Problems with pride in celebrating Kishwar’s MasterChef achievements

The achievement of Kishwar Chowdhury in the Australian MasterChef competition is something that should be celebrated. No doubt, she is an inspiration to many, especially young women of, particularly, Bangladeshi origin. Seeing the real food that we eat at home being presented in such a way in the competition has brought pride in many of us, especially as very few outsiders hardly know anything about the kind of food we eat at home. Most outsiders probably think that our food consists of tandoori chicken, chicken tikka masala and so on.

However, there are problems in the way that many of us have reacted to Kishwar Chowdhury’s achievements.

First, some of us went as far as to suggest that Bangladeshi-owned Indian restaurants in the UK were doing something wrong by serving certain North Indian dishes, as they should be serving Bangladeshi food. I never understood this logic. Why should Bangladeshi-owned Indian restaurants serve Bangladeshi food? It’s like suggesting that Bangladeshi-owned pizza restaurants should serve kichuri and aloo bhorta, rather than pizza. It does not make any sense.

Second, taking pride in aloo/begun bhorta and pantha-bhat as traditional Bengali/Bangladeshi food, placed on a high international stage, creates its problem. Many of us get carried away with nationalistic sentiments and try to claim something as ours when it’s not. Borthas and Pantha Bhat are common food of people in many parts of India, especially in the rice belt.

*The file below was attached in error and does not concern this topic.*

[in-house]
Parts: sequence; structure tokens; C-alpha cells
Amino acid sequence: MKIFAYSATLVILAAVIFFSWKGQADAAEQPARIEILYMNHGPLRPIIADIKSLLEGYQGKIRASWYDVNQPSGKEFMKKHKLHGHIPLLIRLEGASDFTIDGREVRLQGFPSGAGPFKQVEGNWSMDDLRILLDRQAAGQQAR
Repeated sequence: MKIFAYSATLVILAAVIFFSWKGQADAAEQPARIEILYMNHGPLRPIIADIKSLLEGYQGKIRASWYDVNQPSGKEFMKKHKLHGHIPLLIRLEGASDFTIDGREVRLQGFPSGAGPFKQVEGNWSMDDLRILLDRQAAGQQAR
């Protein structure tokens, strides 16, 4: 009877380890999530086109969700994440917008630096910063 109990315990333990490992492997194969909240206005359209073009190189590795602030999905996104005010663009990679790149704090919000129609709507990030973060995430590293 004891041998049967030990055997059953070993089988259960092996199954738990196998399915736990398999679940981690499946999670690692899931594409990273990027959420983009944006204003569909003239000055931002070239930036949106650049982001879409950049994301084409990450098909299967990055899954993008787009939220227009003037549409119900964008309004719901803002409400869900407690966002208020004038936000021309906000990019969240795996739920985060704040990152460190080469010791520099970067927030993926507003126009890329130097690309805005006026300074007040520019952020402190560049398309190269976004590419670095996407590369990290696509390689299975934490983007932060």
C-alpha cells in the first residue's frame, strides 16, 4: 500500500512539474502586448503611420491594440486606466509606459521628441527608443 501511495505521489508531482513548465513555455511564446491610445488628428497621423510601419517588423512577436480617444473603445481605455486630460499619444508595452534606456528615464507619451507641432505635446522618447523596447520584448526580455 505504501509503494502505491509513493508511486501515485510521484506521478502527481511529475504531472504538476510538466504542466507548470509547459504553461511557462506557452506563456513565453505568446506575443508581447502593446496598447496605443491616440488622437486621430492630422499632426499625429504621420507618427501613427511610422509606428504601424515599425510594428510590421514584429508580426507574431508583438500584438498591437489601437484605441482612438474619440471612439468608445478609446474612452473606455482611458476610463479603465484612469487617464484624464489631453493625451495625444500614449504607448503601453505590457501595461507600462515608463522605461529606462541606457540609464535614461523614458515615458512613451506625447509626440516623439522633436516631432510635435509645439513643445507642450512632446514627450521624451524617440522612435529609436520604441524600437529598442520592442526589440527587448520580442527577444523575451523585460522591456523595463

Kishwar’s creation at MasterChef
Kerala Sardin and Bhorta
Konkan Sardine
Poita Bhat (like pantha bhat) in a region in India

Third, some of the proud reactions to Kishwar’s achievement lead to the development of a delusion that it would be easy to get the wider world to start eating traditional Bangladeshi food, which is similar to foods in many parts of India. I suspect it will take a long time to get others to love the taste of our home cooking just like we do, in the numbers necessary to run successful businesses. I am sure that creative cooks/chefs/entrepreneurs will be able to achieve some success in this regard if they were to spend their resources, creative and money.

As far as I can see, based on my experience and knowledge of the food business, I don’t think it will be easy to get a lot of loyal non-Bangladeshi customers to eat the kind of food that Kishwar cooked over and over again like western curry lovers.  We Bangladeshis always eat tasty bhortas and kichuris at home and no doubt some of us will visit restaurants serving bhortas and pantha bhat, but the market will be restricted, so the prospect of wide popularity will remain a distant dream. Also, because other Indian regions will open similar restaurants with similar borthas and pantha baths, it will confuse outsiders about the authentic origin and root of these kind of food.

So, we should respect the traditional Indian restaurants that Bangladeshis have been running in places like the UK and innovate to complete with developing food culture.

One thing I think in Kishwar’s innovation that’s has no future is the malai pan. I think it’s something that looks rather unpleasant and may even be disgusting so won’t be trying. But I know there will be a few individuals who perhaps will enjoy it immediately or develop an acquired taste. But I cannot see how it can ever become something that people will crave and seek out places serving the malai pan.

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